But once I got to the holding area for the race, I hooked up with Michele, who is from “home.” And then I hooked up with Claudia and her cool husband Josh. I was able to hang out with them pre-race and I could feel my anxiety falling away. We were in the same corral – J for Jana – but I knew that as soon as the fireworks signaled the start, we would go our separate ways.

Luckily, after about 4 times of Claudia passing me and then me passing Claudia, we decided we were obviously around the same pace and we could just run together. We would take it slow because neither of us were properly trained, she had a lingering injury, and I’m just slow!

Things went great. We got into a great rhythm and really stayed with a 2/1 run/walk interval. We walked through water stops. We stopped for her to stretch her injury.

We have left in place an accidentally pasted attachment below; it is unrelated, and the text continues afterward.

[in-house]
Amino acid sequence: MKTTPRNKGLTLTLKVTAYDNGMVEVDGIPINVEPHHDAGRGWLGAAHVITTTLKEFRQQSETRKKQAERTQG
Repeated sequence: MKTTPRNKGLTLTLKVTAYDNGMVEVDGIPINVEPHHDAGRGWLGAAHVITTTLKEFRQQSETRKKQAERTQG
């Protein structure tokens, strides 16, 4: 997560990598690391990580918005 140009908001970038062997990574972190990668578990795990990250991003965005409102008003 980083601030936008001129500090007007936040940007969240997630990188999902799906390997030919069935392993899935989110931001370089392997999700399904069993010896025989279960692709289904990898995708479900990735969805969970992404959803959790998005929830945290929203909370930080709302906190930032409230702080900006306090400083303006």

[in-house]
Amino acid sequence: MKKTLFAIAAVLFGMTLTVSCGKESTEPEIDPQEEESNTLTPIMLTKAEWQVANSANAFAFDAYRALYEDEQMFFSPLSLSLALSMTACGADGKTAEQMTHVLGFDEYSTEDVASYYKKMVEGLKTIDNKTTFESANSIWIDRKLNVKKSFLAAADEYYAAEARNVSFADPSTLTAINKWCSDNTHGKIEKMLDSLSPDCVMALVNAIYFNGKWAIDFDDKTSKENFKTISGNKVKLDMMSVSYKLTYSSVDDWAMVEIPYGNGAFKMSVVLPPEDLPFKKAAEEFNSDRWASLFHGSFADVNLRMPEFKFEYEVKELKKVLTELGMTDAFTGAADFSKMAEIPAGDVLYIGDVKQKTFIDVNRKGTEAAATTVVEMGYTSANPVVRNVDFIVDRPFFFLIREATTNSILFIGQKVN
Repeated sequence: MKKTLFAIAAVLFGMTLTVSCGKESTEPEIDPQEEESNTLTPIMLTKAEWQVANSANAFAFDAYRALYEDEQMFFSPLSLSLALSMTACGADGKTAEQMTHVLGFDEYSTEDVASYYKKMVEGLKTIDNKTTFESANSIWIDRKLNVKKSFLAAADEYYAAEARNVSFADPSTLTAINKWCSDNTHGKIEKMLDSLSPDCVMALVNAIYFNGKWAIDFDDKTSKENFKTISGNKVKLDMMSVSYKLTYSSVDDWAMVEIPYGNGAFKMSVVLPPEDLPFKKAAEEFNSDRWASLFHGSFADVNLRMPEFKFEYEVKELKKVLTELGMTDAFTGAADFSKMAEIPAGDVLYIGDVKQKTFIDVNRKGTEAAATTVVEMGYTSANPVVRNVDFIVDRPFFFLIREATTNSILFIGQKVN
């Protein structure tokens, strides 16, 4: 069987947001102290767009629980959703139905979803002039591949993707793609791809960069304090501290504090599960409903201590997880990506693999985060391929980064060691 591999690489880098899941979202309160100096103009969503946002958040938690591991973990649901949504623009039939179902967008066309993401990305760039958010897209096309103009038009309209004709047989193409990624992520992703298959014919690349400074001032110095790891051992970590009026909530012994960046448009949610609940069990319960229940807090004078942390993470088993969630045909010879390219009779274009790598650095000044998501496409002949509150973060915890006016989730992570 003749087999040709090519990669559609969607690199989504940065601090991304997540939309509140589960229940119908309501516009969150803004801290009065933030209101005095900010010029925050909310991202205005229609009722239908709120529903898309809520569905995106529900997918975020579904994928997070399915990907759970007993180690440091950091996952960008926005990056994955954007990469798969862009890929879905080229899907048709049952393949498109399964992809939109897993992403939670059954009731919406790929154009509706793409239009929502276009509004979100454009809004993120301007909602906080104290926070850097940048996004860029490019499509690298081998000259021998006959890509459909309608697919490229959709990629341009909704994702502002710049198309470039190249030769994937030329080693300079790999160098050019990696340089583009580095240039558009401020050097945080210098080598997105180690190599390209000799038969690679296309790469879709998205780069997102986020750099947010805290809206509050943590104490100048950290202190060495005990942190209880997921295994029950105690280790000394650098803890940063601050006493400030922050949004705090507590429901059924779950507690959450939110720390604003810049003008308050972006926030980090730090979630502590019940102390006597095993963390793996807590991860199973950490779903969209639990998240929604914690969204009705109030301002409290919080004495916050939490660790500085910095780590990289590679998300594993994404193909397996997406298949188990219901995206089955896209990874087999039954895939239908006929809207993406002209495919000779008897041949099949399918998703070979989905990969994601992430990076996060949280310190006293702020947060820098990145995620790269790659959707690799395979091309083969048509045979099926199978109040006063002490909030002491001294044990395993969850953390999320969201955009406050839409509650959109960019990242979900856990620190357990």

It felt good. It felt really good.


We soared through Animal Kingdom’s hills, past Expedition Everest and the Tree of Life.

We avoided confrontation with Darth Vader in Hollywood Studios. We actually stopped in the middle of the course to take pictures in the Osborne Family Spectacle of Dancing Lights in Hollywood Studios. If you haven’t been there to see this? You MUST go.

We ran through the back lots, on dark highways, up and down more hills than the Princess Half had, and enjoyed the scenery.

Around mile 8, after feeling really good for nearly ¾ of the race, my right thigh and hip started hurting. Unusual because it’s not a normal arthritis impacted joint to have pain in. Maybe it was the cortisone shot I had that made me run a little funny or HA! maybe it was the fact that I hadn’t trained and had run 8 miles already! Yeah, that’s probably it.